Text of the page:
The church has a wonderful range of tile work on the floor with lots of different designs but the 15th-century tiles on the walls were fantastic. The church had a major restoration by Sir Gilbert Scott in 1860 and the altar and reredos were particularly wonderful additions. There is also a gorgeous banner designed by Sir Ninian Comper. The choir stalls were also a highlight with their 15th-century misericords and tapestry misericord backrests. The colourful altar frontal in one of the side chapel was inspiring. I am looking forward to creating something magical like this when I get home to New Zealand.

The Priory Gardens featured some wonderful and varied sculptures. One particularly nice woodcarving was ‘Water Sustains Life’ by Tom Harvey from Tewkesbury. The blossom was out and the trees were in varying stages of greenness so it was a great place to eat our lunch.

The  United Reform Church of Holly Mount sits prominently on the eastern slopes of the Malvern Hills and is a notable landmark when viewed from the surrounding countryside. It looks out across the Severn plain, the Vale of Evesham and the Cotswolds. The church was closed and so was the footpath to the church. We collected the numbers and walked the short distance to the cache where there was an excellent hint.

We also visited St Mary’s church in Guarlford and St Andrew’s church in Malvern both of which were closed but had church micros to add to our rapidly growing collection.

St Gabriel’s in Hanley Swan, Worcestershire, was built in 1874 mainly of Malvern stone with a church spire of Bath stone. It was designed in the Gothic Revival style by the leading architect of the Victorian era, Sir George Gilbert Scott, who also designed the Albert Memorial and St Pancras station in London.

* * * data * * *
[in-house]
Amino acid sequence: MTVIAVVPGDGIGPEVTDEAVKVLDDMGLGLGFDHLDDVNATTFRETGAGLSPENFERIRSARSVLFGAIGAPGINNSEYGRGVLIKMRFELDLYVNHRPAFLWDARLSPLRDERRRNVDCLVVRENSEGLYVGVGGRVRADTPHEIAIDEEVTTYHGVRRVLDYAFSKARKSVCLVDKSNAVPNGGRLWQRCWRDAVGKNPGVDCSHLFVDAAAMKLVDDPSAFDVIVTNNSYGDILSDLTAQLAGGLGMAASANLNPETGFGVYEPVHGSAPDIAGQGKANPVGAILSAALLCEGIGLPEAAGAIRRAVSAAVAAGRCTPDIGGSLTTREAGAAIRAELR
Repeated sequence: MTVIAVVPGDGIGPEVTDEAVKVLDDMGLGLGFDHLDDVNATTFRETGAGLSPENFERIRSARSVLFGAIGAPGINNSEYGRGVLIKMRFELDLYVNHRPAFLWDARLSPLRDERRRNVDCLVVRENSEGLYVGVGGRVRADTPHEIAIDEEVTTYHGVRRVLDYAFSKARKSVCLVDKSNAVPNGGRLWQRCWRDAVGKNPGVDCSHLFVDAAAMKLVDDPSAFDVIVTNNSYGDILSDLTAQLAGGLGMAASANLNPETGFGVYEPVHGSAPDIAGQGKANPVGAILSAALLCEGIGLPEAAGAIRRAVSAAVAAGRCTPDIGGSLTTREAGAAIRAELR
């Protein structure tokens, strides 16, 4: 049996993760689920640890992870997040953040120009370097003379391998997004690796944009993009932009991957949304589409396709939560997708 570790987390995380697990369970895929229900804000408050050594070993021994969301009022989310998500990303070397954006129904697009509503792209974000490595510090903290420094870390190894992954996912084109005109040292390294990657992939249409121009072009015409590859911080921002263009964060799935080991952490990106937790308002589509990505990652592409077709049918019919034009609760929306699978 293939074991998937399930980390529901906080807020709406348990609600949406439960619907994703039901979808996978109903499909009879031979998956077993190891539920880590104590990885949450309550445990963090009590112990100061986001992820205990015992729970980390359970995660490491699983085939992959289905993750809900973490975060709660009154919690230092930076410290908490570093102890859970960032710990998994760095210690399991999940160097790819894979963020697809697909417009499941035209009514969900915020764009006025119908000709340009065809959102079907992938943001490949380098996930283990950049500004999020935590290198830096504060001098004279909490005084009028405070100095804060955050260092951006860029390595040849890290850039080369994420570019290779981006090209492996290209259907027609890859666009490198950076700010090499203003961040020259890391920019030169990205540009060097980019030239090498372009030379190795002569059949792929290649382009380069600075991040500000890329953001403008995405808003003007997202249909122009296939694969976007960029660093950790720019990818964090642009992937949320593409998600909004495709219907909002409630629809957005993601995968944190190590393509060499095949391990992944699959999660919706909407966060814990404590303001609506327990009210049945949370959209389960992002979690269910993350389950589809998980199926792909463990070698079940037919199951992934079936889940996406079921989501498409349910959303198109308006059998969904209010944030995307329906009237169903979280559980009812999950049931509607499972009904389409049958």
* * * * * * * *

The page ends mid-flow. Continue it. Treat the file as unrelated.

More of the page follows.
It is one of two churches in the village of 1500 people and has a  large carpark. I found the cache quickly before joining Michael in the church. It was quite a surprise with its wonderful features. It had a lovely stained glass window with a glowing halo by A.L. Moore of London and another wonderful Tom Denny window with royal blue as its dominant colour. I think this one is my favourite of his works that I have seen so far. The amazing reredos in alabaster with gilded and coloured mosaic tiles featuring Archangels Gabriel and Michael on each side with floral tilework is magnificent. The East window was Matthew, Mark, Luke and John with the Good Shepherd in the middle.

The Roman Catholic Church of Our Lady & St Alphonsus in Hanley Swan was built in 1846. It was designed in the Gothic Revival style by the architect Charles Francis Hansom whose brother designed the Hansom Cab. The interior fittings, including a fine floor made from Mintons tiles, are all made to Augustus Welby Northmore Pugin’s designs, whose works included the interior of the Palace of Westminster and St Chad’s Cathedral, Birmingham. There were fourteen painted and gilded pottery stations of the cross. The high altar frontal has six statues of angels with Jesus crucified in the centre with a reredos of gold and red. The stained glass windows were all by William Wailes. Both side chapels are separated from the nave and aisles by painted timber screens and both have painted stone altars and reredoses. The chancel is separated from the nave by an ornate timber rood screen across the pointed chancel arch.